From The Desk Of Brother JT: Psychedelicized Radio

For a good stretch during the late ’80s/early ’90s, the John Terlesky-fronted, garage-rocking Original Sins were poised to be one of indie rock’s next big things. Despite a string of excellent LPs, that never happened for the pride of Bethlehem, Pa., who disbanded in 1999. Prior to the breakup, Terlesky started releasing more experimental records as Brother JT, and they, too, have been stellar. JT keeps his winning streak alive with the new Tornado Juice (Thrill Jockey), produced by Ray Ketchem (Luna, Okkervil River), who also manned the boards for 1996 Original Sins classic Bethlehem. The good Brother will be guest editing magnetmagazine.com all week, tornado juice not included.

JT: I try to listen to a pretty wide range of music. With YouTube, Spotify, etc., there’s really no excuse not to, having most recorded sounds available to you in a matter of seconds. But after exploring what’s been going on in Norwegian sadcore and British nerd hop, I seem to keep returning to the late ’60’s/early ’70s for my, uh, weekend listening pleasure.

That’s where Psychedelicized Radio fades in. Available to stream from their website, Psychedelicized operates as a kind of lysergic wayback machine for those inclined toward that paisley-eyed era, providing a diverse soundtrack for whatever your excursion might be: a trip to the Other Side or just to the store for some juice. The playlist is varied, including some standards of the genre, but concentrating mostly on material culled from obscure psych compilations that only true believers would recognize. I’m consistently surprised at how often I hear something new to me, and I’ve been diving deep into this gopher hole for decades. As a nice atmospheric adhesive, songs are often linked by vintage ads that complement the immersive experience.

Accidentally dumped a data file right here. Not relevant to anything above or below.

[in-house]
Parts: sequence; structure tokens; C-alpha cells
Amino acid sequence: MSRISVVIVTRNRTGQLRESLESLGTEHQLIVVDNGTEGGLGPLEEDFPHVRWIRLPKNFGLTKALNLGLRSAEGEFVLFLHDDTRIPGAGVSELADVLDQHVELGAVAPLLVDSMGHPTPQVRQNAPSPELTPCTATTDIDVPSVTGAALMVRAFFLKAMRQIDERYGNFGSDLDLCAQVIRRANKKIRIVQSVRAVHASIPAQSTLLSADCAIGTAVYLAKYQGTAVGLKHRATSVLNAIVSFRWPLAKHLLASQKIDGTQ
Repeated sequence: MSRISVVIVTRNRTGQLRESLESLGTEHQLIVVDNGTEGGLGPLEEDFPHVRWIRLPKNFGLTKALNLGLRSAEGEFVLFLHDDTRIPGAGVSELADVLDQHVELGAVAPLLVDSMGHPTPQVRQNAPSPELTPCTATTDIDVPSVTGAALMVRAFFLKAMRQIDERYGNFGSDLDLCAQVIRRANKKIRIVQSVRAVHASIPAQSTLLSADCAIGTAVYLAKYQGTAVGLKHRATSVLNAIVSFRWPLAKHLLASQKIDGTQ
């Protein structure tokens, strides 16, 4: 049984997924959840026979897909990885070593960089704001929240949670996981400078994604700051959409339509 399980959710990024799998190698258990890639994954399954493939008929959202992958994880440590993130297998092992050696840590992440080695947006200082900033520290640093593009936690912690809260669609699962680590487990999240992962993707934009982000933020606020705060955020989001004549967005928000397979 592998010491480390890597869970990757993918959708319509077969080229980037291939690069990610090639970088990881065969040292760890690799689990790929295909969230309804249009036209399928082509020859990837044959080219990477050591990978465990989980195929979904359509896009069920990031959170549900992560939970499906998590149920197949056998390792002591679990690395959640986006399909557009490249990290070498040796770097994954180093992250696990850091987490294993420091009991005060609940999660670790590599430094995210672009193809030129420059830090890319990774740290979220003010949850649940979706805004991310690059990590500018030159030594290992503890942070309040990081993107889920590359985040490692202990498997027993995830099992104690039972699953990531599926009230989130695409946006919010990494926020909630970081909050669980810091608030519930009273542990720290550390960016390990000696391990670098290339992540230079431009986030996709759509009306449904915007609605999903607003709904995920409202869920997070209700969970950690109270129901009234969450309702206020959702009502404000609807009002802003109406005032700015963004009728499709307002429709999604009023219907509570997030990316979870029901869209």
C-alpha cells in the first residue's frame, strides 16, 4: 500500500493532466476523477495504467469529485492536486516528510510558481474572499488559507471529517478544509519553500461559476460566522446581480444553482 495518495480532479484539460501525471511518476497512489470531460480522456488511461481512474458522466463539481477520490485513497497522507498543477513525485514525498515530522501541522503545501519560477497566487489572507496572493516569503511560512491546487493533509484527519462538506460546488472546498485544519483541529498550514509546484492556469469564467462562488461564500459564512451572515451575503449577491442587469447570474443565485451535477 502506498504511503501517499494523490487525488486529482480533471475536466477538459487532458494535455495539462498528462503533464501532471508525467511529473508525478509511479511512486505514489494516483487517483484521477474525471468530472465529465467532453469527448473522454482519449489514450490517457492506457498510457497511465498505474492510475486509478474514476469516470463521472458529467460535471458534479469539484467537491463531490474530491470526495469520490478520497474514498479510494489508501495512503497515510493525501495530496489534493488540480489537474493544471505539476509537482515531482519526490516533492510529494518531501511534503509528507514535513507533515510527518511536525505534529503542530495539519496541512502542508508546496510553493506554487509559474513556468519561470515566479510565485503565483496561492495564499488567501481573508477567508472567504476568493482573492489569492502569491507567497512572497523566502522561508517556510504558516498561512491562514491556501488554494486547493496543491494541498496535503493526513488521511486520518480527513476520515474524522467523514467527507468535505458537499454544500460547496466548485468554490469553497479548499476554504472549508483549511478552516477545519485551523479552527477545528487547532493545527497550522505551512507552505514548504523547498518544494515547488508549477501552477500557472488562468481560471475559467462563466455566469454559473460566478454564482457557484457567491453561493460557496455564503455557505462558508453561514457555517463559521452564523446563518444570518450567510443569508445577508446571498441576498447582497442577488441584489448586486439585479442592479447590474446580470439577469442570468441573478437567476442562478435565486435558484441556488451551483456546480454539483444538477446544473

That said, sure it’s gets a little tired after a while. A lot of psychedelic music is kind of psilly to modern ears, and for every deeply felt Skip Spence or 13th Floor Elevators tune there’s something like “I’m Allergic To Flowers” by the Jefferson Handkerchief. And so I drift away for a while. But 30-plus years on, I still keep returning, partly out of sentiment and comfort, but also because there’s something coded into psych’s DNA that feels like home to me; a strange combination of idealism and otherness that both welcomes and isolates the listener.